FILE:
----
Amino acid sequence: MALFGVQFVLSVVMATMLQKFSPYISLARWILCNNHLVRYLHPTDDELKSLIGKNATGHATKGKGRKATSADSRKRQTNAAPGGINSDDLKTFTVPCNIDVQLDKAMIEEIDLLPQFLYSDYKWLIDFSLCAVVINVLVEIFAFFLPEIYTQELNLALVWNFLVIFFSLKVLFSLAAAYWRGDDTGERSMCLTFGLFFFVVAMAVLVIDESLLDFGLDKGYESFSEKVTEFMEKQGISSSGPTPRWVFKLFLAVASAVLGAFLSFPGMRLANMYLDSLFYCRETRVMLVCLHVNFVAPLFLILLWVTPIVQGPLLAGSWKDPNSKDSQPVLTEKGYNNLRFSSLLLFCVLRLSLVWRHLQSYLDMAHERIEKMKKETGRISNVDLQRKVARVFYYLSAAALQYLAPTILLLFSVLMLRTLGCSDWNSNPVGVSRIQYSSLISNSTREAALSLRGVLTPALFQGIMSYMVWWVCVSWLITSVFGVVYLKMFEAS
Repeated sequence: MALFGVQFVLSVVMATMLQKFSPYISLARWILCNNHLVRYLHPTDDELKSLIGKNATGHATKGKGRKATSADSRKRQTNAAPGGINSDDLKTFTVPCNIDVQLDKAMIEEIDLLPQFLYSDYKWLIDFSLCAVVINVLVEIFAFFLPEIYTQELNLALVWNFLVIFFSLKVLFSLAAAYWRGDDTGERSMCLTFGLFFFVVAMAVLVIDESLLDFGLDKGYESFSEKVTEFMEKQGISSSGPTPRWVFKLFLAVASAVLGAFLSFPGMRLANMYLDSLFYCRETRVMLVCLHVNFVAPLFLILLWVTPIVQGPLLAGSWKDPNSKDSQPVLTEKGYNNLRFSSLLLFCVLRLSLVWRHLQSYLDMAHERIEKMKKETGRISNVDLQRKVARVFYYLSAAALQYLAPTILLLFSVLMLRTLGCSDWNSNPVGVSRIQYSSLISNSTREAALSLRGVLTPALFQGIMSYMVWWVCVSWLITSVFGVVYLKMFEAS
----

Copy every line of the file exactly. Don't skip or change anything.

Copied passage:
Amino acid sequence: MALFGVQFVLSVVMATMLQKFSPYISLARWILCNNHLVRYLHPTDDELKSLIGKNATGHATKGKGRKATSADSRKRQTNAAPGGINSDDLKTFTVPCNIDVQLDKAMIEEIDLLPQFLYSDYKWLIDFSLCAVVINVLVEIFAFFLPEIYTQELNLALVWNFLVIFFSLKVLFSLAAAYWRGDDTGERSMCLTFGLFFFVVAMAVLVIDESLLDFGLDKGYESFSEKVTEFMEKQGISSSGPTPRWVFKLFLAVASAVLGAFLSFPGMRLANMYLDSLFYCRETRVMLVCLHVNFVAPLFLILLWVTPIVQGPLLAGSWKDPNSKDSQPVLTEKGYNNLRFSSLLLFCVLRLSLVWRHLQSYLDMAHERIEKMKKETGRISNVDLQRKVARVFYYLSAAALQYLAPTILLLFSVLMLRTLGCSDWNSNPVGVSRIQYSSLISNSTREAALSLRGVLTPALFQGIMSYMVWWVCVSWLITSVFGVVYLKMFEAS
Repeated sequence: MALFGVQFVLSVVMATMLQKFSPYISLARWILCNNHLVRYLHPTDDELKSLIGKNATGHATKGKGRKATSADSRKRQTNAAPGGINSDDLKTFTVPCNIDVQLDKAMIEEIDLLPQFLYSDYKWLIDFSLCAVVINVLVEIFAFFLPEIYTQELNLALVWNFLVIFFSLKVLFSLAAAYWRGDDTGERSMCLTFGLFFFVVAMAVLVIDESLLDFGLDKGYESFSEKVTEFMEKQGISSSGPTPRWVFKLFLAVASAVLGAFLSFPGMRLANMYLDSLFYCRETRVMLVCLHVNFVAPLFLILLWVTPIVQGPLLAGSWKDPNSKDSQPVLTEKGYNNLRFSSLLLFCVLRLSLVWRHLQSYLDMAHERIEKMKKETGRISNVDLQRKVARVFYYLSAAALQYLAPTILLLFSVLMLRTLGCSDWNSNPVGVSRIQYSSLISNSTREAALSLRGVLTPALFQGIMSYMVWWVCVSWLITSVFGVVYLKMFEAS